I've heard between 30-40mph, but I am pretty sure I have hit 45 and felt safe and in solid control of my bike. If you look down and see you are above XXmph, you decide it is time to put on the brakes...what is that speed?

Edit: In summary, how can one determine what a safe speed is for a particular bike in a particular situation?

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    I'd like to see this tidied up, but I'm not quite sure how. Perhaps close it and ask a new question more along the lines of "how can I safely ride faster" or "what techniques will help me stay on the bike at high speed"?
    – Мסž
    Commented May 2, 2011 at 2:59
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    And by the way, here's a clip of Lance demonstrating safe downhill riding: youtube.com/watch?v=Gr89ku-K2WU Commented May 2, 2011 at 19:55
  • the answers below are the kind of responses i was seeking with this question, so i don't care to rephrase it..the intent of the question has been properly conveyed.
    – ditojim
    Commented May 3, 2011 at 16:24
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    "For example, if you look down and see you are above XXmph, you decide it is time to put on the brakes...what is that speed?" This is totally subjective and not a real question.
    – user313
    Commented May 23, 2011 at 22:28
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    I agree that asking for a number is quite subjective, and I've downvoted for that reason and that the question is an invitation to discuss the issue, not the point of SE sites. However, the main point of this question is "how to determine what a safe speed is for a particular bike in a particular situation". The answers below have answered that, and I think having those answers on the site is valuable. Have done an edit that may help. Commented May 24, 2011 at 0:59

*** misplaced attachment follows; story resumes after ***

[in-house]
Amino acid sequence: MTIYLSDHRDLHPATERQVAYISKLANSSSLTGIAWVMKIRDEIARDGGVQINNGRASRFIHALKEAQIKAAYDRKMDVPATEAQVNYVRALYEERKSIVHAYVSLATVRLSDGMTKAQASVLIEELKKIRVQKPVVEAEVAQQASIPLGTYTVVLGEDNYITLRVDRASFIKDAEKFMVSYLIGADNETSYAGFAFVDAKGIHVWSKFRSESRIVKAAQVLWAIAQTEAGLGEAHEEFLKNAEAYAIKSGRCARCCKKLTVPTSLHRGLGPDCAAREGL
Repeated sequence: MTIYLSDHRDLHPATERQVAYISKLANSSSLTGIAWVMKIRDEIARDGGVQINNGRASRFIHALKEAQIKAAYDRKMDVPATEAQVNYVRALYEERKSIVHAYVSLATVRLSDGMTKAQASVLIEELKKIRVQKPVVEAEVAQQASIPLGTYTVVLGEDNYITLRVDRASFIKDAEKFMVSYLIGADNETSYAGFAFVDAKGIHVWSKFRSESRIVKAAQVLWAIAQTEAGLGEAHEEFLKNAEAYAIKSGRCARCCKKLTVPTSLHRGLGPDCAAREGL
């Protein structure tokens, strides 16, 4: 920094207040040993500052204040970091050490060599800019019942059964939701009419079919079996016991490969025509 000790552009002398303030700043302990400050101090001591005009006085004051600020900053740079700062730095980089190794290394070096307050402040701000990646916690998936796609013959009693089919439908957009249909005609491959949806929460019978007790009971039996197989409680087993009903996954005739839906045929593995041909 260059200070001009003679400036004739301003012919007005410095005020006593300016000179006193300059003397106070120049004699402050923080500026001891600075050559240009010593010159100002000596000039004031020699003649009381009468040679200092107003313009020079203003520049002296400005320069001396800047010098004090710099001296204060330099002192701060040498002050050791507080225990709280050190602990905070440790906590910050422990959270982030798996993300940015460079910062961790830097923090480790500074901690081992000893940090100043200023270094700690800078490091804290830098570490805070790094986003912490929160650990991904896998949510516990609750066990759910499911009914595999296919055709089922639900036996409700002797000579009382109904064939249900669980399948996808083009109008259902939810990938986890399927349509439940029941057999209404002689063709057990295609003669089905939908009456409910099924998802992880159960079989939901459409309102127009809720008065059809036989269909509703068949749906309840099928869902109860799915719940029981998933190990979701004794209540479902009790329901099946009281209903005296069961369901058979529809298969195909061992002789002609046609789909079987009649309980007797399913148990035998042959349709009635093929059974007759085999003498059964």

14 Answers 14


I think it depends both on the rider (as @moz pointed out) and on the bike. And of course, you should have a clean road also.

If you have a high end road bike in good shape, you can get to very high speeds if you've got the skills and the clear road ahead.

In Tour de France downhill sections, they can go at speeds as high as 65 mph / 110 Km/h, even losing the motorbike reporters.

As a counter-example, I had to brake at less than 30 mph / 45 Km/h on an old road bike, as the wheels were shaking due to bad balancing/tired axles/etc...

On a side note, I think going over the cars legal limit is a very bad idea on open roads (this refers to the Tour de France-class of speeds).

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    Not just the bike and the rider, it also depends on the road. Is there gravel or debris? Potholes? Cracks? And how far ahead can you see? Commented May 2, 2011 at 17:15
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    I did mention "clear road ahead", editing for clarity.
    – jv42
    Commented May 2, 2011 at 19:45
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    Weather conditions as well, night or day, and of course, traffic. TdF-riders know, there will be no traffic in the opposite direction. :) Commented May 11, 2011 at 19:39
  • Oh, in my young wild years, I had quite some fun breaking speed limits. Albeit never the 100 km/h limit between towns. But the 30 km/h limit in side streets were regularly violated, and I always wished that one day the police would send me a photo home ;-) The 50 km/h limit is also quite easily violated if the road allows it (strong enough descent + sufficient ability to see ahead). However, going fast on a bike means going fast without any kind of a crumple zone, and energy grows with your speed squared. So, whenever you go more than 50 km/h, you must avoid any potential for accidents. Commented Feb 7, 2021 at 21:38

I think that the answer to this question is not "how fast can you safely go?", but rather to look at the inverse, "how fast do you need to safely stop?". If you are on a long road with no side roads, and no chance of animals, dirt, gravel, stopped cars, braking cars, etc, then your maximum speed is very much a personal decision. As others in this question have mentioned, there are others who have almost certainly done it faster!